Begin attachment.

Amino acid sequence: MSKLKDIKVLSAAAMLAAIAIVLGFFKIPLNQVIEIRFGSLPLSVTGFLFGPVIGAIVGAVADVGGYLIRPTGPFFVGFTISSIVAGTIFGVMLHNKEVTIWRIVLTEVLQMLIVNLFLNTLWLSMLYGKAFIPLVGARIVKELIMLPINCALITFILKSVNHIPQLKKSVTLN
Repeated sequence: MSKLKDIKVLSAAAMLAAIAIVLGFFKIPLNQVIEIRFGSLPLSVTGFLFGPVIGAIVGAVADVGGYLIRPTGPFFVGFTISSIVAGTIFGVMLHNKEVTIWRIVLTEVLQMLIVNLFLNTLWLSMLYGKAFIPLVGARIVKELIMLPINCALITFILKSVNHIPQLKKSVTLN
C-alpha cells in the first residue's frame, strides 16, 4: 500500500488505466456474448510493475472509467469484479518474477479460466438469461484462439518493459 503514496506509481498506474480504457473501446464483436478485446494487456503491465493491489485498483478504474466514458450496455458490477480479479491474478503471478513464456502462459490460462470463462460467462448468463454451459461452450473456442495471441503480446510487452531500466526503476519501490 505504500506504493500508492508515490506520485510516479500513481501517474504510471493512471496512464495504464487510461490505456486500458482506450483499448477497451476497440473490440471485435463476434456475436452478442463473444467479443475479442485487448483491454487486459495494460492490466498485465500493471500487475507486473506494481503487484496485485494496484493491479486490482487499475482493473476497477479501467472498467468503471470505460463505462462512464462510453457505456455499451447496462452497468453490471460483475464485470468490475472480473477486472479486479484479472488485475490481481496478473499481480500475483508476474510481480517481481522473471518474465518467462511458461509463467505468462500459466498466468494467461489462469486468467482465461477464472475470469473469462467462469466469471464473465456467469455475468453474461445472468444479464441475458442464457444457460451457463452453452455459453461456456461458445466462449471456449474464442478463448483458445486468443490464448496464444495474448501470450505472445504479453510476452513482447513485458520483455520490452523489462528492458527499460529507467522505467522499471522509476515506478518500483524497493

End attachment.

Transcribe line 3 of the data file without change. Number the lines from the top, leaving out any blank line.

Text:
C-alpha cells in the first residue's frame, strides 16, 4: 500500500488505466456474448510493475472509467469484479518474477479460466438469461484462439518493459 503514496506509481498506474480504457473501446464483436478485446494487456503491465493491489485498483478504474466514458450496455458490477480479479491474478503471478513464456502462459490460462470463462460467462448468463454451459461452450473456442495471441503480446510487452531500466526503476519501490 505504500506504493500508492508515490506520485510516479500513481501517474504510471493512471496512464495504464487510461490505456486500458482506450483499448477497451476497440473490440471485435463476434456475436452478442463473444467479443475479442485487448483491454487486459495494460492490466498485465500493471500487475507486473506494481503487484496485485494496484493491479486490482487499475482493473476497477479501467472498467468503471470505460463505462462512464462510453457505456455499451447496462452497468453490471460483475464485470468490475472480473477486472479486479484479472488485475490481481496478473499481480500475483508476474510481480517481481522473471518474465518467462511458461509463467505468462500459466498466468494467461489462469486468467482465461477464472475470469473469462467462469466469471464473465456467469455475468453474461445472468444479464441475458442464457444457460451457463452453452455459453461456456461458445466462449471456449474464442478463448483458445486468443490464448496464444495474448501470450505472445504479453510476452513482447513485458520483455520490452523489462528492458527499460529507467522505467522499471522509476515506478518500483524497493